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Sonoma County's Health Services Department has received a $3.5 million federal grant to support a wide range of health and wellness programs and initiatives, county officials announced Friday.

More than half of the money in the two-year grant will go to nonprofit organizations and other non-government entities that will carry out much of the work.

The initiatives are focused on youth suicide prevention, diabetes and high blood pressure detection, local food production, worksite wellness for farmworkers, safe routes to school and a media campaign combating tobacco use and consumption of sugary drinks.

The other portion of the grant will support new and expanded health, wellness and policy efforts run through the county health department.

County officials cheered the award, saying such broadly focused programs are critical to tackling chronic health issues that cannot be solved simply at the doctor's office.

"Establishing a healthy community is way beyond just the care of health providers," said Rita Scardaci, director of the county's Health Services Department. "It's about many factors: where you live, access to healthy foods, education, employment, income."

"This is excellent news for our community," said Mary Maddux Gonzalez, the county's former public health officer, now CEO of Redwood Community Health Coalition. The network of clinics is in line for about $180,000 from the grant to improve and expand patient education, screening and treatment for high blood pressure.

The grant money comes from U.S. Department of Health and Human Services through the Centers for Disease Control as part of a program authorized by the federal health care overhaul, known as the Affordable Care Act.

About $70 million was awarded this week in the latest cycle. The 40 Community Transformation Grants went to local governments and other entities in communities under 500,000 people. A previous grant cycle focused on communities over 500,000 people. Sonoma County's population is about 490,000.

The award for Sonoma County was a win for a newly created policy and planning division of the health department. Amid some dispute over its cost, the 30-member team was created in October, in part to guide the county through changes resulting from health care reform.

"It's a validation for everything we want to do and the vision we have for the community," said Peter Rumble, who oversees the team as the county's director of health policy.

The planning group spent about a month putting together the 115-page grant proposal. The programs will employ an additional six staff members inside the roughly 500-employee Health Services Department, the county's third largest by personnel behind Human Services and the Sheriff's office. Health Services' annual budget is about $234 million, most of it federal and state funds.

When the grant expires in 2014 the department should have resources to maintain the additional staff and bolstered programs, Scardaci said.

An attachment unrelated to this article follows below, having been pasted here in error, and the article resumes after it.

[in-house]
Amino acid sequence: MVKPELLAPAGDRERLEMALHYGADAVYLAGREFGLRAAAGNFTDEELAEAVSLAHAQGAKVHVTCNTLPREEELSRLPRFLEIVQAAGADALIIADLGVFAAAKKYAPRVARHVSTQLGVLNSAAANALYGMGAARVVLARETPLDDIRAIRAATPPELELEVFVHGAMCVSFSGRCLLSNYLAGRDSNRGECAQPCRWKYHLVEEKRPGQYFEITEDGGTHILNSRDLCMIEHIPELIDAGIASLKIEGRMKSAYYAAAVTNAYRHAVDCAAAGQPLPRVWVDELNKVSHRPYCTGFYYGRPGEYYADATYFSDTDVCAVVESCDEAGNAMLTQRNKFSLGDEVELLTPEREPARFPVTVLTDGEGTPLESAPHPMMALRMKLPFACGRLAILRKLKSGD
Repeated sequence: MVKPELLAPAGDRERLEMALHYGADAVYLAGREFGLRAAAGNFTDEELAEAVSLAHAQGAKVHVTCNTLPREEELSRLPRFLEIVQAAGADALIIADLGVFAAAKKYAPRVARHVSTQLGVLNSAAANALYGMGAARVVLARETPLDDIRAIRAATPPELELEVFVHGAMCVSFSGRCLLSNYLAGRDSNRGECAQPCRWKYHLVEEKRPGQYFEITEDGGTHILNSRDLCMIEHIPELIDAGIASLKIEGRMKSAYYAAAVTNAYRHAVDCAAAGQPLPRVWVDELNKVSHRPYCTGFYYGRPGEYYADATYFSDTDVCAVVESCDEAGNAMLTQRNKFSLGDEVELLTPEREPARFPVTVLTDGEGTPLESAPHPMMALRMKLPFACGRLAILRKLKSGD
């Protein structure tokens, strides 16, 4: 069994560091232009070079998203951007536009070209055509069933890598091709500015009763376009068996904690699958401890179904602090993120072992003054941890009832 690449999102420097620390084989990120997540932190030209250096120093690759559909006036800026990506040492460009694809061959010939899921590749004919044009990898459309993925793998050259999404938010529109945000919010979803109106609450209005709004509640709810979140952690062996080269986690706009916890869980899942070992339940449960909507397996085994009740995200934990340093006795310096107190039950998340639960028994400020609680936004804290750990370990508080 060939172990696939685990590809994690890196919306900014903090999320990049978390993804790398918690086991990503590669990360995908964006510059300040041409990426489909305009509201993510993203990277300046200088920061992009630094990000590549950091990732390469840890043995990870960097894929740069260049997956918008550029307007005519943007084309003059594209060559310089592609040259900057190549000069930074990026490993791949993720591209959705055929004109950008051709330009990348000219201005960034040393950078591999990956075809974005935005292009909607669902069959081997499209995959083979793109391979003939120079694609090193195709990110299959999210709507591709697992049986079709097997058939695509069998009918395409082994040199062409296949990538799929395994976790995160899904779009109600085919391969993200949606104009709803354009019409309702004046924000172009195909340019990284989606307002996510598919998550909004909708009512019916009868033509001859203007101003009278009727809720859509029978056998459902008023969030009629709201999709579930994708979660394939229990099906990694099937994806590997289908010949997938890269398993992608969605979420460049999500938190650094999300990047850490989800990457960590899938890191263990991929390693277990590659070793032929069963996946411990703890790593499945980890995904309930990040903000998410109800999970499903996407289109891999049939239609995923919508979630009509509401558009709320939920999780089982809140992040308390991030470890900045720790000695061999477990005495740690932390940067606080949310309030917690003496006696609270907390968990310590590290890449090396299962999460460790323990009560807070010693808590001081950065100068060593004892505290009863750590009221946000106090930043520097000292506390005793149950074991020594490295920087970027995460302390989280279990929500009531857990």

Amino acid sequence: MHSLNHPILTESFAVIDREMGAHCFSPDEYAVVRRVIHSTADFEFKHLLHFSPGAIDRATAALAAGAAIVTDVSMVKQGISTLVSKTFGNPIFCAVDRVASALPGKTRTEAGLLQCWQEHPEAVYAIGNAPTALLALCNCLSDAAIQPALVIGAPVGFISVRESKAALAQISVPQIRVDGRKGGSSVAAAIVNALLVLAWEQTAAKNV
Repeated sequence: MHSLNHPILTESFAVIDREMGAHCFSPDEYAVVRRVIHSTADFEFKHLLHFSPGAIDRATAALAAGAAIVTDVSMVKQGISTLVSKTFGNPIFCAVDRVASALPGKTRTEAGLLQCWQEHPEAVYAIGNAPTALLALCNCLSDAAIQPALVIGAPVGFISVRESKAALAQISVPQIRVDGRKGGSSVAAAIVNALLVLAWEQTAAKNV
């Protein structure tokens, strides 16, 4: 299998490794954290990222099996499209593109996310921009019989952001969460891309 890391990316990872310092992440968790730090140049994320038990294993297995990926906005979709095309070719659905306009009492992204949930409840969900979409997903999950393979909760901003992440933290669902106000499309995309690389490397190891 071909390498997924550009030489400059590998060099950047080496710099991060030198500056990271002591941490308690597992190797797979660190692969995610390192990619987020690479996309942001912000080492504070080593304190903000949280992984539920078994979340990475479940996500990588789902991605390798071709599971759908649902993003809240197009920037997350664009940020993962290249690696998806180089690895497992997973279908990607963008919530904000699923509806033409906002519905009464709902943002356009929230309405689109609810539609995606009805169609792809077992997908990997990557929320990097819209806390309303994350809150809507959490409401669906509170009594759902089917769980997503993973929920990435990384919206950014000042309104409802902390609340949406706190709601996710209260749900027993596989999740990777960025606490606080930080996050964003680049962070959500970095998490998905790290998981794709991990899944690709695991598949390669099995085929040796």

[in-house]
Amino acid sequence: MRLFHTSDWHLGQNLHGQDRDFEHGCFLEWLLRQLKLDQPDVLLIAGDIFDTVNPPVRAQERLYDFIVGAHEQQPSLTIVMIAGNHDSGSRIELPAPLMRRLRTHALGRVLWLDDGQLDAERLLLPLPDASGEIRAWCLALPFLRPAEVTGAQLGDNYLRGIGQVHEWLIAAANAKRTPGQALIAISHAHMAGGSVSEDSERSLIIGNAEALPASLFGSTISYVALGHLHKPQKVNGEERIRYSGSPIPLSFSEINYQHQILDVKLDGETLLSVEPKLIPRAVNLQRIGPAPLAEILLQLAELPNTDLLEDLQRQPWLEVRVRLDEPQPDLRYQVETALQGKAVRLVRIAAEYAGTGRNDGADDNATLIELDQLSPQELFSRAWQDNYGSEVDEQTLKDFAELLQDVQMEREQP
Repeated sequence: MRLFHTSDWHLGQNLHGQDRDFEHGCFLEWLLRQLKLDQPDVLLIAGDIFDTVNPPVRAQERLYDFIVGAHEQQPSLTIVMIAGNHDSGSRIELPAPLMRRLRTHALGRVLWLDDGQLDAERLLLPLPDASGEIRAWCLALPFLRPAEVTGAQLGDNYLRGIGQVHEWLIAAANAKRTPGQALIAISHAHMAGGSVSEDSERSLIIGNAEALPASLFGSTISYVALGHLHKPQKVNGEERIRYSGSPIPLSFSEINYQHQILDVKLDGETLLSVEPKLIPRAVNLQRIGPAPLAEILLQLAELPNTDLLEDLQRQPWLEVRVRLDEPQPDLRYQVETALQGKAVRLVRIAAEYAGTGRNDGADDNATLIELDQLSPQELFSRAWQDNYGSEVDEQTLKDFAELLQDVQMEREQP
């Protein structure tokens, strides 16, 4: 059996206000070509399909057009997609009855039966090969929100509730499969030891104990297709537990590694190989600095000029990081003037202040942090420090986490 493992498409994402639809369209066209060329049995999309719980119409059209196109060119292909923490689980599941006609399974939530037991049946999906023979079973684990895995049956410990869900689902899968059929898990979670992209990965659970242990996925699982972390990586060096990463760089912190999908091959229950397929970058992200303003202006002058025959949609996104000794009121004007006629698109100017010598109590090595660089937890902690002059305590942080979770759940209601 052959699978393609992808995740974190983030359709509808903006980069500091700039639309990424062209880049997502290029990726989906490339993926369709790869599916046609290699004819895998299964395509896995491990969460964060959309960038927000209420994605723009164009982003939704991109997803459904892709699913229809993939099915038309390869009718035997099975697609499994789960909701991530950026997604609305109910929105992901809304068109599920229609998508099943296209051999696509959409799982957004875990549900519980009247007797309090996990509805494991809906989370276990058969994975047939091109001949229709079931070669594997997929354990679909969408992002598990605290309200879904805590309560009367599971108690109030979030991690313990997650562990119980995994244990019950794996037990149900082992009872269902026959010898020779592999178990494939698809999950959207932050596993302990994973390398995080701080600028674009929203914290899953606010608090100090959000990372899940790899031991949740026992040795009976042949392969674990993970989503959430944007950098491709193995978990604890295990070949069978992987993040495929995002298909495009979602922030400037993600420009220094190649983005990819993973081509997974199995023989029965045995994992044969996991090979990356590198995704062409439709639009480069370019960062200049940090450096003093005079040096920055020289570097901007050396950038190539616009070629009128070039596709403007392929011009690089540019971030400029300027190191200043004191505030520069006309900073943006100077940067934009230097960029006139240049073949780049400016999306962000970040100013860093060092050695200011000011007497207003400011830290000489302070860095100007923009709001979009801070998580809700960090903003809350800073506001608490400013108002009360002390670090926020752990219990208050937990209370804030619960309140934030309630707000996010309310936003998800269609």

Projects in the grant package follow the work of a five-year-old public-private health promotion effort known as Sonoma County Health Action. The venture's stated goal is to make the county the healthiest in California by 2020. Measures include educational attainment, literacy and obesity rates, levels of physical exercise, healthy eating habits, incidence of mental health and access to health coverage and primary care.

Years of work on those benchmarks gave the county a head start building support for preventative health care and likely gave it a leg up in the grant process, said Scardaci.

"These are already areas we're working on," she said. "This (grant) will allow us to work more aggressively and deeply in these areas."

The projects that will involve community groups or other outside contractors include:

; $20,000 to the Sonoma County Bike Coalition for expansion of the Safe Routes to Schools program.

; $200,000 to the YMCA for development of a countywide diabetes prevention program.

; $180,000 to the Community Alliance for Family Farmers and other partners for work geared toward incorporating more locally grown food into school meals.

; $150,000 to expand physical education training for elementary teachers and thereby combat high obesity rates among adolescents. Contractor will be selected in bid process.

; $75,000 to boost "Baby Friendly" training at the county's five delivery hospitals.

; $75,000 for expansion of St. Joseph Health System's worksite wellness program at vineyards and wineries.

; $160,000 to Sonoma State University to develop a course on urban planning and design promoting community health.

; $300,0000 for suicide prevention and early psychosis detection in adolescent and teenage youth, to be carried out in schools, sports leagues and clubs by UC San Francisco's medical school.

; $376,000 for a media campaign targeting tobacco use and consumption of sugary drinks.

The efforts to be carried out through county staff include:

; $80,000 to match food stamp purchases of fruits and vegetables at farmers markets.

; A study of prescription drug use patterns in the county that could detect signs of abuse or over-prescription.

; Work on changing nutrition guidelines for schools to allow more local food to be used in school meals.

; Work with the county Water Agency on improving access to drinking water at area schools.

(You can reach Staff Writer Brett Wilkison at 521-5295 or brett.wilkison@pressdemocrat.com.)

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